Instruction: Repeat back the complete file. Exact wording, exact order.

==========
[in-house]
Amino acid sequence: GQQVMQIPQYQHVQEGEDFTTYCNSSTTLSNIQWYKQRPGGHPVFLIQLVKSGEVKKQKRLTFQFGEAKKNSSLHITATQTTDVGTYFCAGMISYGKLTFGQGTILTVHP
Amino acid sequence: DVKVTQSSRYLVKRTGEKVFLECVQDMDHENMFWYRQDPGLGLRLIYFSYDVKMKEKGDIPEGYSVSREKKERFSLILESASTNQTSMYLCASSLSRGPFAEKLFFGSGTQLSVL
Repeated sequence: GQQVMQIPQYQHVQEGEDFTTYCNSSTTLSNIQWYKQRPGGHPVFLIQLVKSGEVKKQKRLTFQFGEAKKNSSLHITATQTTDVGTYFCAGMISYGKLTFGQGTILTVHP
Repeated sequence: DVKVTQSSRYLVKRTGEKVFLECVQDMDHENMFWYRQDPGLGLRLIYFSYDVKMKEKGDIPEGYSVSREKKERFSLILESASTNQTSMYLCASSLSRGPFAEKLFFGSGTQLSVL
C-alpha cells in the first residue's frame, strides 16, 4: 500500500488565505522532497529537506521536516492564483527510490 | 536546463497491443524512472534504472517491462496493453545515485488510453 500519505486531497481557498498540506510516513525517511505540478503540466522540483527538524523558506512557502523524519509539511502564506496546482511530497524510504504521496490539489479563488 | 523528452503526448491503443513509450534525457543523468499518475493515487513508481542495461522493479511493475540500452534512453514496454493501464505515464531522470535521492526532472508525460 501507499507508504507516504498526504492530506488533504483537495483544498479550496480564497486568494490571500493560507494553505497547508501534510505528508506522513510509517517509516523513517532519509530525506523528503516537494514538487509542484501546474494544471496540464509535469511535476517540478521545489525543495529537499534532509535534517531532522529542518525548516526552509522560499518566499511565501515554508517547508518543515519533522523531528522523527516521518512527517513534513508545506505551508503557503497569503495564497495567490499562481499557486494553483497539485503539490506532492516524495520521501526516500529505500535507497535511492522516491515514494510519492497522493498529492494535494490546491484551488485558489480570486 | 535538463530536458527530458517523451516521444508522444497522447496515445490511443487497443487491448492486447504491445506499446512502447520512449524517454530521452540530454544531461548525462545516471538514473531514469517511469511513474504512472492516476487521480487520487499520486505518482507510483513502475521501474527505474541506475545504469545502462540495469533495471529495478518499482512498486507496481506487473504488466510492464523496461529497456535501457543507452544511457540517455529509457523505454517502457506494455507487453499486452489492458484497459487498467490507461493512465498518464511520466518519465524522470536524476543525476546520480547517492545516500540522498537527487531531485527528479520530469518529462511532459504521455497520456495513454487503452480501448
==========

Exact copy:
[in-house]
Amino acid sequence: GQQVMQIPQYQHVQEGEDFTTYCNSSTTLSNIQWYKQRPGGHPVFLIQLVKSGEVKKQKRLTFQFGEAKKNSSLHITATQTTDVGTYFCAGMISYGKLTFGQGTILTVHP
Amino acid sequence: DVKVTQSSRYLVKRTGEKVFLECVQDMDHENMFWYRQDPGLGLRLIYFSYDVKMKEKGDIPEGYSVSREKKERFSLILESASTNQTSMYLCASSLSRGPFAEKLFFGSGTQLSVL
Repeated sequence: GQQVMQIPQYQHVQEGEDFTTYCNSSTTLSNIQWYKQRPGGHPVFLIQLVKSGEVKKQKRLTFQFGEAKKNSSLHITATQTTDVGTYFCAGMISYGKLTFGQGTILTVHP
Repeated sequence: DVKVTQSSRYLVKRTGEKVFLECVQDMDHENMFWYRQDPGLGLRLIYFSYDVKMKEKGDIPEGYSVSREKKERFSLILESASTNQTSMYLCASSLSRGPFAEKLFFGSGTQLSVL
C-alpha cells in the first residue's frame, strides 16, 4: 500500500488565505522532497529537506521536516492564483527510490 | 536546463497491443524512472534504472517491462496493453545515485488510453 500519505486531497481557498498540506510516513525517511505540478503540466522540483527538524523558506512557502523524519509539511502564506496546482511530497524510504504521496490539489479563488 | 523528452503526448491503443513509450534525457543523468499518475493515487513508481542495461522493479511493475540500452534512453514496454493501464505515464531522470535521492526532472508525460 501507499507508504507516504498526504492530506488533504483537495483544498479550496480564497486568494490571500493560507494553505497547508501534510505528508506522513510509517517509516523513517532519509530525506523528503516537494514538487509542484501546474494544471496540464509535469511535476517540478521545489525543495529537499534532509535534517531532522529542518525548516526552509522560499518566499511565501515554508517547508518543515519533522523531528522523527516521518512527517513534513508545506505551508503557503497569503495564497495567490499562481499557486494553483497539485503539490506532492516524495520521501526516500529505500535507497535511492522516491515514494510519492497522493498529492494535494490546491484551488485558489480570486 | 535538463530536458527530458517523451516521444508522444497522447496515445490511443487497443487491448492486447504491445506499446512502447520512449524517454530521452540530454544531461548525462545516471538514473531514469517511469511513474504512472492516476487521480487520487499520486505518482507510483513502475521501474527505474541506475545504469545502462540495469533495471529495478518499482512498486507496481506487473504488466510492464523496461529497456535501457543507452544511457540517455529509457523505454517502457506494455507487453499486452489492458484497459487498467490507461493512465498518464511520466518519465524522470536524476543525476546520480547517492545516500540522498537527487531531485527528479520530469518529462511532459504521455497520456495513454487503452480501448